The Yomiuri Shimbun
A long-range ballistic missile North Korea is believed to have been preparing to launch from its Tongchang-ri facility in the country's northwest highly likely will be launched toward Hawaii, which would take it over Aomori Prefecture, according to analysis by the Defense Ministry.
Sources said the ministry also believes such a launch will be made as soon as early next month.
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Based on the analysis and intelligence gathered by U.S. reconnaissance satellites, the ministry has moved into top gear its study on optimally deploying Aegis-equipped destroyers equipped with Standard Missile 3 (SM-3) interceptor missiles and ground-to-air Patriot Advanced Capability 3 (PAC-3) missiles.
According to the ministry, it has been confirmed that North Korea has missile launch bases in Kitteryong near the military demarcation line with South Korea and at Tongchang-ri near the Yellow Sea, in addition to a base at Musudan-ri in northeastern North Korea, where a long-range missile was launched on April 5.
At the Tongchang-ri facility, either a Taepodong-2 missile or an upgraded Taepodong-2 was believed to have been brought from a missile manufacturing facility near Pyongyang on May 30, according to the sources.
Based on the assumption that this latest missile is a two- or three-stage type and has capability equal or superior to the long-range ballistic missile North Korea launched in April, the Defense Ministry predicted the possibility of a launch toward Hawaii, with a launch toward Okinawa Prefecture and Guam also seen a possibility.
If it took the Okinawan path, when the first-stage booster detaches it could fall in the vicinity of a Chinese coastal area and might anger China.
In the case of the Guam path, the missile must overfly South Korea and Japan's Chugoku and Shikoku regions, which means the booster would be dumped onto a land area. Therefore, the ministry sees both possibilities as quite low, according to the sources.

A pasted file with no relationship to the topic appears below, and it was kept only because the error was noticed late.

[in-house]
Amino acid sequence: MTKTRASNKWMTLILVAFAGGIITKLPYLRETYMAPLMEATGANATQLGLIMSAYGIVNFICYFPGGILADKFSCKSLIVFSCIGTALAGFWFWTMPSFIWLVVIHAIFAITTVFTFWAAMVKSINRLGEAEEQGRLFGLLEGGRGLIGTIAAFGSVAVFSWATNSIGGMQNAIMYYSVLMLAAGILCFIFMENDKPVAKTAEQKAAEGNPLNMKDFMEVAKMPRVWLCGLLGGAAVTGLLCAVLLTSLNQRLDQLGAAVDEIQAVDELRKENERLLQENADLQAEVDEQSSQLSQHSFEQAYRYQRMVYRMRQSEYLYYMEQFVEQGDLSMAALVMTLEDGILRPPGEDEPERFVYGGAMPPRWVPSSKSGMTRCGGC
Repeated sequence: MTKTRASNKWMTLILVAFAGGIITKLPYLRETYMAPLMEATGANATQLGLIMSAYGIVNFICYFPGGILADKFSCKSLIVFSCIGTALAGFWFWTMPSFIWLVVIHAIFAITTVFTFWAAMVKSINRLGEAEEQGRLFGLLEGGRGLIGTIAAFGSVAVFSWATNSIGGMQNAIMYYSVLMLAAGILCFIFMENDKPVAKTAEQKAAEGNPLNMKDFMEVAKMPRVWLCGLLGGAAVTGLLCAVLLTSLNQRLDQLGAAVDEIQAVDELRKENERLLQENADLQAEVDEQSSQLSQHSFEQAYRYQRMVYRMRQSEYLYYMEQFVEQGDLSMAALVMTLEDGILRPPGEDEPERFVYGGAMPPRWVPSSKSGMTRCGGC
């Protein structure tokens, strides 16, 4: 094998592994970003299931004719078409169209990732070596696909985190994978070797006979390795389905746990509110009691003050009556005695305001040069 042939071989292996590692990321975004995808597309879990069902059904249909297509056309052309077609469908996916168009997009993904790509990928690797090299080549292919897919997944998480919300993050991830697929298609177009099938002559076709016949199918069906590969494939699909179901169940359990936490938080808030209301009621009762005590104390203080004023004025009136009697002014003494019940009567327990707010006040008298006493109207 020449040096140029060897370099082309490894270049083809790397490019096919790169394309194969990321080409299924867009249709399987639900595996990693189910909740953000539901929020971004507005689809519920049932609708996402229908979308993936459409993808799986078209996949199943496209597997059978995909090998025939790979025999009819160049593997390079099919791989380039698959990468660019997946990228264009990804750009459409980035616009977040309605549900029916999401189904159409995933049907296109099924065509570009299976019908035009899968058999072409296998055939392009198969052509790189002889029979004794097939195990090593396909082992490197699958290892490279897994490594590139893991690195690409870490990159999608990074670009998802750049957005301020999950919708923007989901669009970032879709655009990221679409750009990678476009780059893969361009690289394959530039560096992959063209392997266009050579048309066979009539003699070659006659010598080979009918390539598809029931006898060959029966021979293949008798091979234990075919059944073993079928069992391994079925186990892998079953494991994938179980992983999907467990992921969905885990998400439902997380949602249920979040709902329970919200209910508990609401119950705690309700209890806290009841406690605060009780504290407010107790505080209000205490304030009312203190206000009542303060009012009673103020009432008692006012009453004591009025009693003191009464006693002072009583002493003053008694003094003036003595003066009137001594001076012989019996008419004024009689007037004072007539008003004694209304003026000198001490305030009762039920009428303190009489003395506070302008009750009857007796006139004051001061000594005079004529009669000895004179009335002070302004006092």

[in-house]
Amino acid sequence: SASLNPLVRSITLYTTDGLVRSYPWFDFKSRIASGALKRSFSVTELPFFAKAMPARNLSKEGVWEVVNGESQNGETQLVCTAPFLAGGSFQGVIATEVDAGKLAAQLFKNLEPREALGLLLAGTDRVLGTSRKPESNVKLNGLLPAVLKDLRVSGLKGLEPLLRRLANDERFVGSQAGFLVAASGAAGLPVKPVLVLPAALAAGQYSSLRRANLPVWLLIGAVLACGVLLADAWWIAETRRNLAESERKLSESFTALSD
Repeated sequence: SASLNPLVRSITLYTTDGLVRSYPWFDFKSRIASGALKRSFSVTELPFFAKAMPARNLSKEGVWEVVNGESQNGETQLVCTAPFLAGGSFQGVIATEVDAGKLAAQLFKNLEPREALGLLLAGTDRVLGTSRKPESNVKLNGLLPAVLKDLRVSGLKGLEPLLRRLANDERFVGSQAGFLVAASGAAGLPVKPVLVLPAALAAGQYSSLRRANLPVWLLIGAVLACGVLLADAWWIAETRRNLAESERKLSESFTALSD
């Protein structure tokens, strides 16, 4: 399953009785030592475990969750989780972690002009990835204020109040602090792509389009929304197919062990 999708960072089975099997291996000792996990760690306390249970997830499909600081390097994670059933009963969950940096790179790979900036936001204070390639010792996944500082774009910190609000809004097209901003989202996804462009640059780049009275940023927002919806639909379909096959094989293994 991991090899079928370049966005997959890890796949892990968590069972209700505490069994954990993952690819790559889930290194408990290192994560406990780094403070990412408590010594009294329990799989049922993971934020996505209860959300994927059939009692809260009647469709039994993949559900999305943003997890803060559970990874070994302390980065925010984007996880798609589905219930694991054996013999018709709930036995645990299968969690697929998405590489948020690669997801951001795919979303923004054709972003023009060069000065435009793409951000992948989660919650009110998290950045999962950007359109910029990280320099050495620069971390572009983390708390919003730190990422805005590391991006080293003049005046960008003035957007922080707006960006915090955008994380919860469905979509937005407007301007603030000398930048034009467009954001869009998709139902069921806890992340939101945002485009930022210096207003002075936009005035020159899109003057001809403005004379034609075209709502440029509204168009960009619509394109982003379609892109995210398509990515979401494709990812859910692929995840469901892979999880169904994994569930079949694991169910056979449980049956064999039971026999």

In case of the Hawaii route, the booster could be dumped into the Sea of Japan. If such a long-range test launch was successful, North Korea would be able to pose a great military threat to the United States, which until now has not regarded North Korean missiles as a threat to North America or Hawaii. Therefore, the ministry concluded the Hawaii route is most probable of the three scenarios, the sources said.
However, while the distance from North Korea to the main islands of Hawaii is about 7,000 kilometers, an upgraded Taepodong-2 only has a range of 4,000 to 6,500 kilometers.
The ministry believes even if the missile took the most direct route over Aomori Prefecture, it would not reach the main Hawaiian Islands, the sources said.
Though U.S. intelligence satellite images showed a missile launch pad had already been set up at the Tongchang-ri base, it takes more than 10 days to assemble and fuel a missile before launch, according to the sources.
The ministry said it believes North Korea is likely to launch a missile sometime between July 4 and 8, because the 1996 launch of the Taepodong-2 missile took place on the July 4 U.S. Independence Day (July 5 Japan time) and July 8 falls on the anniversary of the 1994 death of former North Korean leader Kim Il Sung.
It came to light Wednesday that North Korea may have transported a missile to a launch site in Musudan-ri.
At the missile launch base in Kitteryong on the country's eastern coast, preparations are under way to launch a Rodong missile, which can target all of Japan, as well as a new medium-range missile, according to sources.
Therefore, the ministry is considering starting preparations to intercept missiles based on the possibility North Korea launches missiles from all three bases simultaneously.
(Jun. 18, 2009)
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